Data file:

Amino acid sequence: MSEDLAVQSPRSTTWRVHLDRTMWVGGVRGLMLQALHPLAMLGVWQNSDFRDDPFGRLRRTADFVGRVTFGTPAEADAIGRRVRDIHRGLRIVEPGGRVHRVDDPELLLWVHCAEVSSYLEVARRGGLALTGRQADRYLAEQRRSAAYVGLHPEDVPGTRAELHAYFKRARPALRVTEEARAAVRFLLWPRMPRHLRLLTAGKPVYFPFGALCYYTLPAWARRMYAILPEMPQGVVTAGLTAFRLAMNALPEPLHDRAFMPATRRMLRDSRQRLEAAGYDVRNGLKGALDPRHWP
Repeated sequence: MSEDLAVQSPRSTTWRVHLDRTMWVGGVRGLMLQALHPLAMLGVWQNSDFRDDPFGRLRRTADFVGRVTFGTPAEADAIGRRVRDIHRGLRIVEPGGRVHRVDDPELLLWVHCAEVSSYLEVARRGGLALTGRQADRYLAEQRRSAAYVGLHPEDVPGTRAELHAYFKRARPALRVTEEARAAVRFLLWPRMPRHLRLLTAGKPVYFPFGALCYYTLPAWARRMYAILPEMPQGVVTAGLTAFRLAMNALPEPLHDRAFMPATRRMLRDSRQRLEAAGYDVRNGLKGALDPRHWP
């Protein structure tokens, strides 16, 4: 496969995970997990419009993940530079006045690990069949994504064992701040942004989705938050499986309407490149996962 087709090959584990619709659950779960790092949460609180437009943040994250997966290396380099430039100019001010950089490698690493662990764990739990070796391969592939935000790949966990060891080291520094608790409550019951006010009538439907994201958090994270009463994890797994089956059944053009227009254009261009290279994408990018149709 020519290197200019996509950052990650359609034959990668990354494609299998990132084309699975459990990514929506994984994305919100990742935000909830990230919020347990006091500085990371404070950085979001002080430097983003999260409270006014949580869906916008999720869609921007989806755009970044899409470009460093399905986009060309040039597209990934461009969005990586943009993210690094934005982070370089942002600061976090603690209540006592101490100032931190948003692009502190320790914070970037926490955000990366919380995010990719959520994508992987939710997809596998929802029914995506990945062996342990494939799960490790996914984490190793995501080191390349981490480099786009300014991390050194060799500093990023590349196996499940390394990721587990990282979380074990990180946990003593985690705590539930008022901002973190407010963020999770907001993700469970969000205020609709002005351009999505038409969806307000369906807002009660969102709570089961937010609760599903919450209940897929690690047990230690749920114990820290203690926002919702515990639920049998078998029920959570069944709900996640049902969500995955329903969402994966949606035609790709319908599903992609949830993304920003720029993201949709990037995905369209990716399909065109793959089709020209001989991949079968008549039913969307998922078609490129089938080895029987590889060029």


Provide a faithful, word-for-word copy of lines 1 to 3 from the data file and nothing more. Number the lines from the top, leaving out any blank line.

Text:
Amino acid sequence: MSEDLAVQSPRSTTWRVHLDRTMWVGGVRGLMLQALHPLAMLGVWQNSDFRDDPFGRLRRTADFVGRVTFGTPAEADAIGRRVRDIHRGLRIVEPGGRVHRVDDPELLLWVHCAEVSSYLEVARRGGLALTGRQADRYLAEQRRSAAYVGLHPEDVPGTRAELHAYFKRARPALRVTEEARAAVRFLLWPRMPRHLRLLTAGKPVYFPFGALCYYTLPAWARRMYAILPEMPQGVVTAGLTAFRLAMNALPEPLHDRAFMPATRRMLRDSRQRLEAAGYDVRNGLKGALDPRHWP
Repeated sequence: MSEDLAVQSPRSTTWRVHLDRTMWVGGVRGLMLQALHPLAMLGVWQNSDFRDDPFGRLRRTADFVGRVTFGTPAEADAIGRRVRDIHRGLRIVEPGGRVHRVDDPELLLWVHCAEVSSYLEVARRGGLALTGRQADRYLAEQRRSAAYVGLHPEDVPGTRAELHAYFKRARPALRVTEEARAAVRFLLWPRMPRHLRLLTAGKPVYFPFGALCYYTLPAWARRMYAILPEMPQGVVTAGLTAFRLAMNALPEPLHDRAFMPATRRMLRDSRQRLEAAGYDVRNGLKGALDPRHWP
């Protein structure tokens, strides 16, 4: 496969995970997990419009993940530079006045690990069949994504064992701040942004989705938050499986309407490149996962 087709090959584990619709659950779960790092949460609180437009943040994250997966290396380099430039100019001010950089490698690493662990764990739990070796391969592939935000790949966990060891080291520094608790409550019951006010009538439907994201958090994270009463994890797994089956059944053009227009254009261009290279994408990018149709 020519290197200019996509950052990650359609034959990668990354494609299998990132084309699975459990990514929506994984994305919100990742935000909830990230919020347990006091500085990371404070950085979001002080430097983003999260409270006014949580869906916008999720869609921007989806755009970044899409470009460093399905986009060309040039597209990934461009969005990586943009993210690094934005982070370089942002600061976090603690209540006592101490100032931190948003692009502190320790914070970037926490955000990366919380995010990719959520994508992987939710997809596998929802029914995506990945062996342990494939799960490790996914984490190793995501080191390349981490480099786009300014991390050194060799500093990023590349196996499940390394990721587990990282979380074990990180946990003593985690705590539930008022901002973190407010963020999770907001993700469970969000205020609709002005351009999505038409969806307000369906807002009660969102709570089961937010609760599903919450209940897929690690047990230690749920114990820290203690926002919702515990639920049998078998029920959570069944709900996640049902969500995955329903969402994966949606035609790709319908599903992609949830993304920003720029993201949709990037995905369209990716399909065109793959089709020209001989991949079968008549039913969307998922078609490129089938080895029987590889060029």